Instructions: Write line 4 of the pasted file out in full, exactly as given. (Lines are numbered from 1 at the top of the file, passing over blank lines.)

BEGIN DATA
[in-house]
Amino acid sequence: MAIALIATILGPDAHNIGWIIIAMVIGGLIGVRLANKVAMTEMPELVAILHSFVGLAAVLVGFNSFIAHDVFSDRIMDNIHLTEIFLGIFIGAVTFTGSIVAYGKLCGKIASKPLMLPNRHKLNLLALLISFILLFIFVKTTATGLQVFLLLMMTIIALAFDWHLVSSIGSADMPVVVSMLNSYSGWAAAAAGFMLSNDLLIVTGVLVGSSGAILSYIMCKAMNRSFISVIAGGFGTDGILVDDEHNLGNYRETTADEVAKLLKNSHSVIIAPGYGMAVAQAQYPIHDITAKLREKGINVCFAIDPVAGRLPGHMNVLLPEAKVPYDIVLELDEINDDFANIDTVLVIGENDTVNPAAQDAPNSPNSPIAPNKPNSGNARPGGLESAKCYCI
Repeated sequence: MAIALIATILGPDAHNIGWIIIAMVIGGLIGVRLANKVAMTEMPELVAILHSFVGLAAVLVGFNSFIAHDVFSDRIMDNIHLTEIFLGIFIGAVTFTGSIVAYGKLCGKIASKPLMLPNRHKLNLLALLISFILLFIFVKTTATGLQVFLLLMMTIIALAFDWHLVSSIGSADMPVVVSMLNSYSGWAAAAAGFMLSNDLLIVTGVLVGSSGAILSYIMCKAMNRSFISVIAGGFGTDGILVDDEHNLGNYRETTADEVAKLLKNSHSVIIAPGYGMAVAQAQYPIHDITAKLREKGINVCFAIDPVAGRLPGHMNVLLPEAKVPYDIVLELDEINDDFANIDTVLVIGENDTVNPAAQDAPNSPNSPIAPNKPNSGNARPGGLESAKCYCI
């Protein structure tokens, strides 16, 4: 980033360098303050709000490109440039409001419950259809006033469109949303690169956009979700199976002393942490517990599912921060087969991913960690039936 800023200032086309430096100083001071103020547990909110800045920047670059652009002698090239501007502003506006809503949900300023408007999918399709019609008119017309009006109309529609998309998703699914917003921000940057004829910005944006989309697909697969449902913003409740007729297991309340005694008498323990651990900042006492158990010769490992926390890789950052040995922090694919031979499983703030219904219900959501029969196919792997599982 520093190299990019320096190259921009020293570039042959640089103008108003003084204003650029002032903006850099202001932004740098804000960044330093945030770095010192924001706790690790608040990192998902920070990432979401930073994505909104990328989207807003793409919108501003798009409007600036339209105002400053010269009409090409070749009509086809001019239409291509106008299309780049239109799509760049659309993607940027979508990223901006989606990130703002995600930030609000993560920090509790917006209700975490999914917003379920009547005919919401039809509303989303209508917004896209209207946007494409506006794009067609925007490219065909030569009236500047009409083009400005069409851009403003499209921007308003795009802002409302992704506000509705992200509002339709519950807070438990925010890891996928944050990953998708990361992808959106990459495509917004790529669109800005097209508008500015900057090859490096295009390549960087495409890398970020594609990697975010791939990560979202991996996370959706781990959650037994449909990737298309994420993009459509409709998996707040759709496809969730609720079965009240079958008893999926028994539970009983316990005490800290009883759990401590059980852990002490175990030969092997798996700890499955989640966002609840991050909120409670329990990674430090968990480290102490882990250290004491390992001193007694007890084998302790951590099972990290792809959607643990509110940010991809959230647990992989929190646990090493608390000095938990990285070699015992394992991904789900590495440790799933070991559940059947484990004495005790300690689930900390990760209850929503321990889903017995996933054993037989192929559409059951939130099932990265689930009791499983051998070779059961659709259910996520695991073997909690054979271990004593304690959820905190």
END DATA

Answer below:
């Protein structure tokens, strides 16, 4: 980033360098303050709000490109440039409001419950259809006033469109949303690169956009979700199976002393942490517990599912921060087969991913960690039936 800023200032086309430096100083001071103020547990909110800045920047670059652009002698090239501007502003506006809503949900300023408007999918399709019609008119017309009006109309529609998309998703699914917003921000940057004829910005944006989309697909697969449902913003409740007729297991309340005694008498323990651990900042006492158990010769490992926390890789950052040995922090694919031979499983703030219904219900959501029969196919792997599982 520093190299990019320096190259921009020293570039042959640089103008108003003084204003650029002032903006850099202001932004740098804000960044330093945030770095010192924001706790690790608040990192998902920070990432979401930073994505909104990328989207807003793409919108501003798009409007600036339209105002400053010269009409090409070749009509086809001019239409291509106008299309780049239109799509760049659309993607940027979508990223901006989606990130703002995600930030609000993560920090509790917006209700975490999914917003379920009547005919919401039809509303989303209508917004896209209207946007494409506006794009067609925007490219065909030569009236500047009409083009400005069409851009403003499209921007308003795009802002409302992704506000509705992200509002339709519950807070438990925010890891996928944050990953998708990361992808959106990459495509917004790529669109800005097209508008500015900057090859490096295009390549960087495409890398970020594609990697975010791939990560979202991996996370959706781990959650037994449909990737298309994420993009459509409709998996707040759709496809969730609720079965009240079958008893999926028994539970009983316990005490800290009883759990401590059980852990002490175990030969092997798996700890499955989640966002609840991050909120409670329990990674430090968990480290102490882990250290004491390992001193007694007890084998302790951590099972990290792809959607643990509110940010991809959230647990992989929190646990090493608390000095938990990285070699015992394992991904789900590495440790799933070991559940059947484990004495005790300690689930900390990760209850929503321990889903017995996933054993037989192929559409059951939130099932990265689930009791499983051998070779059961659709259910996520695991073997909690054979271990004593304690959820905190």